Man has been at odds with God almost from the beginning. Created in perfect relationship with God, having every need met and content, man believed a lie. The lie…”There is more. I can be more. I can be like God.” Man rebelled against God and began competing with God for the seat of glory driven by pride. That drive for glory, for being god, for control of things that are outside of our understanding, has hardened our collective hearts and driven us far from our creator. In fact, the Bible says that at one time we were all enemies of God.

Enemies yes, but God is relentless. The Bible also tell us that while we were enemies of His, He (Jesus) died for us.  What?!!!  We rejected Him and were His enemies, but He still loved us. God wanted a relationship with us. He made a way for man to be reconciled to Himself even when we did not want to be.


Join us as we follow Jesus in His last days leading up to the cross. The cross, the final demonstration of God’s relentless love. The cross, the great demonstration of man’s rebellion and pride. Join us as we look at the cost of God’s love, the cost of Grace and we walk the road to the resurrection.

Sundays March 10, 17, 24, and 31 (Easter)

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In Exodus 13 and 14 we read of God leading the children of Israel once they are out of Egypt’s firm grasp and starting their journey. He does so with a deliberateness that leads to His glory and the development of greater faith among His people. We are told He does not lead them by way of the Philistines (Ex. 13:17), although that is the shorter route, because He knew they would see war, be disheartened and return to Egypt. It was too early in their Journey for that step. They had not known Him long enough and had just begun to see His mighty works; to experience His faithfulness. Their faith had not been fully developed. Although they may have heard some of the stories of Joseph from a time past, hundreds of years before, those were memories of previous generations. Yes, they had seen the plagues, but who was this God, the “I AM”?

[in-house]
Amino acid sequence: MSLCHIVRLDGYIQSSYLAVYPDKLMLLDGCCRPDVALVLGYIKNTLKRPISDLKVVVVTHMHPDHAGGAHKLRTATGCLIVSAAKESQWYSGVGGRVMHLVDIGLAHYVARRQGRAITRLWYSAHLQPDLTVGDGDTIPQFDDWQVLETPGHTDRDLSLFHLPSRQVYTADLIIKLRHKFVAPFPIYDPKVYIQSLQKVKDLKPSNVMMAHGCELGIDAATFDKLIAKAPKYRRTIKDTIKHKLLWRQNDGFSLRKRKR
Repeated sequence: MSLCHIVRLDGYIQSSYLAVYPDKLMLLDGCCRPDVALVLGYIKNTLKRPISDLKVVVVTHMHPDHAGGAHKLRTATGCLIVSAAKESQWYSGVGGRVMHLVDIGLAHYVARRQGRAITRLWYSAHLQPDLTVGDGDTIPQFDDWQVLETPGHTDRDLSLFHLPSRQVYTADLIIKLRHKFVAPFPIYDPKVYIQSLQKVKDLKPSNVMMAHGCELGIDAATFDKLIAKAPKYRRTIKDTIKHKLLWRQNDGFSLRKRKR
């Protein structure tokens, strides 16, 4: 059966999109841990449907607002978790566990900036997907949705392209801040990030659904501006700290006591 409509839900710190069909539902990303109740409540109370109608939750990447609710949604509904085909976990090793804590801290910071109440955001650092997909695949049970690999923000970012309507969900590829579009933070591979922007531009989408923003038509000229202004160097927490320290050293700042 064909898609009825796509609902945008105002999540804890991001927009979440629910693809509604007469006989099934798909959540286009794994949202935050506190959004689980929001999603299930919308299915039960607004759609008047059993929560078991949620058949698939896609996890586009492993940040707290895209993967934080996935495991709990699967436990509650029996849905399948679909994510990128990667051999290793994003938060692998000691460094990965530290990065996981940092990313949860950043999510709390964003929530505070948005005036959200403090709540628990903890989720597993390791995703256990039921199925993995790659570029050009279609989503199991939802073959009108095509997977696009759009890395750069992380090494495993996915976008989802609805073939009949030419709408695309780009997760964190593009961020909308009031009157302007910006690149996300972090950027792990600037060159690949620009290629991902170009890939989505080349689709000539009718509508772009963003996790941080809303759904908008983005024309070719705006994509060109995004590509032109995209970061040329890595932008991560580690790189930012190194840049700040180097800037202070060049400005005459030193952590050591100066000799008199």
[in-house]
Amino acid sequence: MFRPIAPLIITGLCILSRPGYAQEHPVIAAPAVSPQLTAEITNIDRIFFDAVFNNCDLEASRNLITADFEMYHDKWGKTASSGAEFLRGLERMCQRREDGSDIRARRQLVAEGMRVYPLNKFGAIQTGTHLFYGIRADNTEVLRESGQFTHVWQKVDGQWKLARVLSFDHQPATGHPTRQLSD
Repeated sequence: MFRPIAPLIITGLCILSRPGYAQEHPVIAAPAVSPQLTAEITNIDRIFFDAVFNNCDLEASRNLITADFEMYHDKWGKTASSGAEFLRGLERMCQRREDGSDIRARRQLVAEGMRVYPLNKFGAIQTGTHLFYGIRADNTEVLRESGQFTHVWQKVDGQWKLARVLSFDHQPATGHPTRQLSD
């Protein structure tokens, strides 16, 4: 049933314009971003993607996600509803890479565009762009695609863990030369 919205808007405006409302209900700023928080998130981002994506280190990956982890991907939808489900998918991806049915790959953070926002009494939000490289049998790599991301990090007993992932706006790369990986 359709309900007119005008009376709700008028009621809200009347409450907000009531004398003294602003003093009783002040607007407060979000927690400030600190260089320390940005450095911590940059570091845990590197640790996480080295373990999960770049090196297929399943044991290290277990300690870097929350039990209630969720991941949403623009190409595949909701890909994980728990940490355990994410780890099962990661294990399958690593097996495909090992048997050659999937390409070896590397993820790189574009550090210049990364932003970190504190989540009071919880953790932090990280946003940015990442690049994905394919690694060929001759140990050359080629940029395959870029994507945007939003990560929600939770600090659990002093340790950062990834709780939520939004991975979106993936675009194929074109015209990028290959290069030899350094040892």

They may not have known their God but He knew them and He knows us. He knew their propensity to run, to be a stiff-necked people, to turn to the comfort of the known no matter how bad it was. Does that sound familiar?  So God leads them to a place where their backs were to the Red Sea and they would see the massive Egyptian army coming their way. They were trapped! There was no option but for God to work, to demonstrate His faithfulness and power. He wanted them to know Him more than comfort, more than the familiar. He loves us enough to strip away the comforts of our lives, to take away those things that stand in between us and Him. Could God be trusted? Can God be trusted? There was no option remaining. Reluctant, unwilling, fearful people cried out in despair, “Why?”. Moses, who knew the Lord, stood in their stead and called upon them to trust their God, to watch God deliver. Moses pointed the people to their one and only deliverer. And again, it was God demonstrating that He is the only way of salvation. It is He who leads us out of bondage and into the promised land, into a relationship with Himself. The richness of that relationship is grown as we see God work in and through our lives. Sometimes that is through a Red Sea experience because there are no other ways to learn some lessons. Those are not times of abandonment or moments where God has temporarily forgotten but deliberate acts of GRACE to move us into greater intimacy with Jesus. God will do all that is necessary and only what is necessary for His glory and our good.